04 June 2012

Wines of Gascony

Gascony is a region of southwest France that overlaps multiple départments and contains a handful of lesser-known AOC designations like Madiran, Tursan, Pacherenc du Vic-Bilh, and the more recent VDQS Saint-Mont, though that category is disappearing. It's located near the Spanish border and the Pyrenees. I've had the Tannat-rich Madiran before, but was pleasantly surprised when offered the opportunity to try some interesting white blends and a lovely rosé from Robert Kacher Selections. Domaine du Tariquet was founded 100 years ago by professional bear tamers. The winery went through some serious upheavals during the World Wars, but since the 1940s the property has been owned by the Grassa family, who got into the Bas-Armagnac business. Since 1982, they've been making some rebellious wines in this obscure region.

The region is well known for its food, particularly duck, and I realized it had been far too long since I'd cooked any waterfowl. I used to do so frequently when my nearby grocery store carried inexpensive fresh ducks, but for years I've lacked a source... Now that same store is open again under different management, and I'm back on the duckwagon.

I made pato en pipián rojo using a recipe by Rick Bayless. It's a thick sauce made of duck stock, pumpkin seeds, dried chiles, and a dozen other ingredients. I made the duck stock with the wings and backbone of the duck, and I reserved the rendered fat for frying the fingerling potatoes. Lastly, I provided a simple salad of baby kale, arugula, and other bitter greens. The duck was incredible, and the preparation of the duck, while classically Mexican, has an earthy and rustic character that worked well with these rural wines. Here you can see a thigh quarter, my favorite cut of duck. Sure, the breast is good, but there's nothing like that tender thigh meat.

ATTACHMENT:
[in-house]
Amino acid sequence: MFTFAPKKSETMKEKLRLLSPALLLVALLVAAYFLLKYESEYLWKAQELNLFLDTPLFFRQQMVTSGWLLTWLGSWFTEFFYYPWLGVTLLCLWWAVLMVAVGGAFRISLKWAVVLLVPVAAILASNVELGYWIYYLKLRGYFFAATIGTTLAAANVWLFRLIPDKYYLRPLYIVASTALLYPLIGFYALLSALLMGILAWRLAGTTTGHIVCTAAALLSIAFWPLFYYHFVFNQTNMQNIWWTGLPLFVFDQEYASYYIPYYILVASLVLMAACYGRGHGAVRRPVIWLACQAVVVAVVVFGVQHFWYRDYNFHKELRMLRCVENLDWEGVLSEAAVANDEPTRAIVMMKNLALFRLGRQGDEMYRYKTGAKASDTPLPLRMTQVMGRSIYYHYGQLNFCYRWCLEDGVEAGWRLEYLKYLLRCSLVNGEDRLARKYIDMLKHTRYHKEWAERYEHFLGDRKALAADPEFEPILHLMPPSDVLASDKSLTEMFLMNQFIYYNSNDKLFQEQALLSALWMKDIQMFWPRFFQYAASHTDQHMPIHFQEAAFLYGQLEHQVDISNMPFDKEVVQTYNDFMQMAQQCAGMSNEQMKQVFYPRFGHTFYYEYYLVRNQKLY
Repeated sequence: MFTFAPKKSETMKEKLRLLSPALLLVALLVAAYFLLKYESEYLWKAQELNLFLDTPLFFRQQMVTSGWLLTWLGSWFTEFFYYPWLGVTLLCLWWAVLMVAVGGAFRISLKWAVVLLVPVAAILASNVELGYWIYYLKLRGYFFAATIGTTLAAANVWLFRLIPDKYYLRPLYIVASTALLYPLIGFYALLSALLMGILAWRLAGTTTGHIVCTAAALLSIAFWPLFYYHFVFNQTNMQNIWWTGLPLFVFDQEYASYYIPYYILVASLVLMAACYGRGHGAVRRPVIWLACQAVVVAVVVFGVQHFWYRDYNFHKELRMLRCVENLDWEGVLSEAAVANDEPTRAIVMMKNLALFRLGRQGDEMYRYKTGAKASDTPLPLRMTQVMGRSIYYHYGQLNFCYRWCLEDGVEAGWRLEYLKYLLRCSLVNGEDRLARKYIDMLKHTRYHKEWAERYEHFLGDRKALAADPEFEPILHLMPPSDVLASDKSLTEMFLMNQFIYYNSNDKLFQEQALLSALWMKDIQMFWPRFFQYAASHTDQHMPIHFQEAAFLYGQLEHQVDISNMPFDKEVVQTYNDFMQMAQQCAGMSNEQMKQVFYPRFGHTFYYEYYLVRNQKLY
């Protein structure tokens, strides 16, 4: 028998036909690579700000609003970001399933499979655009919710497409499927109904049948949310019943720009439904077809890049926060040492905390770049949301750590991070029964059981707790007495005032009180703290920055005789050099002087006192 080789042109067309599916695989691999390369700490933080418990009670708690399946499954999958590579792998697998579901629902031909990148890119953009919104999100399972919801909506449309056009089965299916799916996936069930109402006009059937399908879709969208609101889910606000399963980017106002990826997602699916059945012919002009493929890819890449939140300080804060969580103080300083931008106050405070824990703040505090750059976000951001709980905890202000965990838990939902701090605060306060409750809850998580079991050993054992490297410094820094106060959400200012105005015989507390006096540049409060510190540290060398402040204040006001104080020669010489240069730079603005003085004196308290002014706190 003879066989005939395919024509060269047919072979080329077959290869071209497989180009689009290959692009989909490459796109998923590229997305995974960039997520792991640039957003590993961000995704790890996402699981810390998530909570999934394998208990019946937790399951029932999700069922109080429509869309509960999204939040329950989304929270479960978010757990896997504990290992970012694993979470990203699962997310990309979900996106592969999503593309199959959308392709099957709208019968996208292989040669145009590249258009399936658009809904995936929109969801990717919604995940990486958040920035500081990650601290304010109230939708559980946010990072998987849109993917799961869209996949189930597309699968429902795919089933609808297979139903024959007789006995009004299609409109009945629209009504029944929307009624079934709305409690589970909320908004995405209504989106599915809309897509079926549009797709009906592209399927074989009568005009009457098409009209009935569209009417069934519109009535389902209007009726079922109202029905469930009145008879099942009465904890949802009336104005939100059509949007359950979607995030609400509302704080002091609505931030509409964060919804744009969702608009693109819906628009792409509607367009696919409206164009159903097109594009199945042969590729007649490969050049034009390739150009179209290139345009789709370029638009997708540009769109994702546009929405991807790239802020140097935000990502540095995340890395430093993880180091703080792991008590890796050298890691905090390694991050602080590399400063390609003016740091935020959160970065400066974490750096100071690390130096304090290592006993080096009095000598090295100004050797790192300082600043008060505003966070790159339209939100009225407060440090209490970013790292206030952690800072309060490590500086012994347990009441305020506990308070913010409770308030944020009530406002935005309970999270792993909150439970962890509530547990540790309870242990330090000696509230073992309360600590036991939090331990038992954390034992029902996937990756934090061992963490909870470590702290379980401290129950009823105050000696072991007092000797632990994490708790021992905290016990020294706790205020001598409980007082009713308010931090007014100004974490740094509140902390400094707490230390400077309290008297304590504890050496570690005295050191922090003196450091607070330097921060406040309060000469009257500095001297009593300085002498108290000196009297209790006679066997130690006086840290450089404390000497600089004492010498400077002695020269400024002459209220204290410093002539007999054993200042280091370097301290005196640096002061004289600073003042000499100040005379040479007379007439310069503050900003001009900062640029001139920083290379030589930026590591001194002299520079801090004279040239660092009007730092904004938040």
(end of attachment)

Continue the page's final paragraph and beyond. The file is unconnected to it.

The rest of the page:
2010 Tariquet Côté
Vin de Pays des Côtes de Gascogne
50% Chardonnay, 50% Sauvignon Blanc
$9, 11% abv.
I didn't think you could mix these two grapes in France without someone alerting the gendarmerie. Deep and brassy with forward fruit of apples and pears. The wine has mild acidity and just a touch of sweetness. It was an unusual experience but it has a beautiful golden hue, lovely aroma, and it's a great bargain.

2010 Tariquet Chenin Chardonnay
Vin de Pays des Côtes de Gascogne
75% Chenin Blanc, 25% Chardonnay
$11, 12.5% abv.
Another unusual blend, this one starts off with a full nose of apricot and lemon peel. Medium acidity with a full-fruit flavor and a round mouthfeel. Great minerality and an overall refreshing experience. Very interesting, but it can be a little confusing. I feel like I'm drinking something from Washington State instead of southwest France.

2011 Tariquet Classic
Vin de Pays des Côtes de Gascogne
45% Ugni Blanc, 35% Colombard, 10% Sauvignon Blanc, 10% Gros Manseng
$9, 11% abv.
Green and grassy with a bright lime zest nose. Lime flavors continue with balanced acidity and citrus flavors. A surprisingly long finish with some herbal, earthy undertones.

2011 Tariquet Rosé de Pressée
Vin de Pays des Côtes de Gascogne
30% Merlot, 30% Cabernet Franc, 25% Syrah, 15% Tannat
$11, 12% abv.
I reviewed this wine back in 2008 while on the road in Cleveland. This is a crisp and bright rosé with an initial nose of strawberries and watermelon. Great acidity and a short, clean finish. Completely dry with tart red fruit flavors and a little hint of plum in the background. I would be happy with this wine all summer long. Needless to say, it was phenomenal with the duck and potatoes.

Note: These wines were received as samples.


fredric koeppel said...

these are always interesting wines, and the prices are phenomenal. the duck looks great...

Benito said...


You get French, Basque, and Spaniards in the same area with some grapes and food, and I think you're going to get some good results. Or a war, but hopefully some great cuisine.


Samantha Dugan said...

Right on. Always great wines at super fair prices.